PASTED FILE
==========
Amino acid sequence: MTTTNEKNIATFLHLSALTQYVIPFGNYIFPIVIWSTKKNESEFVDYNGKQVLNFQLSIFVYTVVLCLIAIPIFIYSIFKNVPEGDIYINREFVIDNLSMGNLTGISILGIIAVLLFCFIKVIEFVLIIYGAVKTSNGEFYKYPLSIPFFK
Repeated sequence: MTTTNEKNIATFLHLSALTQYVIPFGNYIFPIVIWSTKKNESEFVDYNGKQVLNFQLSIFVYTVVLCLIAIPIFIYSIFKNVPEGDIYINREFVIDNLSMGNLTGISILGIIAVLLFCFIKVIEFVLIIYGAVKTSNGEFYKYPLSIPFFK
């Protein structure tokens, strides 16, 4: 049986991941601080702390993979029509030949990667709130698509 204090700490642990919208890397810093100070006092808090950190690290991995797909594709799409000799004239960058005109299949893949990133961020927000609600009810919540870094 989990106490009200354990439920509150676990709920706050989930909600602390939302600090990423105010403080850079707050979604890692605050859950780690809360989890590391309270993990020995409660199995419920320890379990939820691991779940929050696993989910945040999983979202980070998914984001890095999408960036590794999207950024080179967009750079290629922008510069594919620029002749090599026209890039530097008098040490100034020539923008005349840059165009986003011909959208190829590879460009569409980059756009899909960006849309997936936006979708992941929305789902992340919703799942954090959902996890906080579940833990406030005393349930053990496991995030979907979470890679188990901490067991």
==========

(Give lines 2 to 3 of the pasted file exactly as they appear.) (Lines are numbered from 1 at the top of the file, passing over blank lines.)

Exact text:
Repeated sequence: MTTTNEKNIATFLHLSALTQYVIPFGNYIFPIVIWSTKKNESEFVDYNGKQVLNFQLSIFVYTVVLCLIAIPIFIYSIFKNVPEGDIYINREFVIDNLSMGNLTGISILGIIAVLLFCFIKVIEFVLIIYGAVKTSNGEFYKYPLSIPFFK
């Protein structure tokens, strides 16, 4: 049986991941601080702390993979029509030949990667709130698509 204090700490642990919208890397810093100070006092808090950190690290991995797909594709799409000799004239960058005109299949893949990133961020927000609600009810919540870094 989990106490009200354990439920509150676990709920706050989930909600602390939302600090990423105010403080850079707050979604890692605050859950780690809360989890590391309270993990020995409660199995419920320890379990939820691991779940929050696993989910945040999983979202980070998914984001890095999408960036590794999207950024080179967009750079290629922008510069594919620029002749090599026209890039530097008098040490100034020539923008005349840059165009986003011909959208190829590879460009569409980059756009899909960006849309997936936006979708992941929305789902992340919703799942954090959902996890906080579940833990406030005393349930053990496991995030979907979470890679188990901490067991």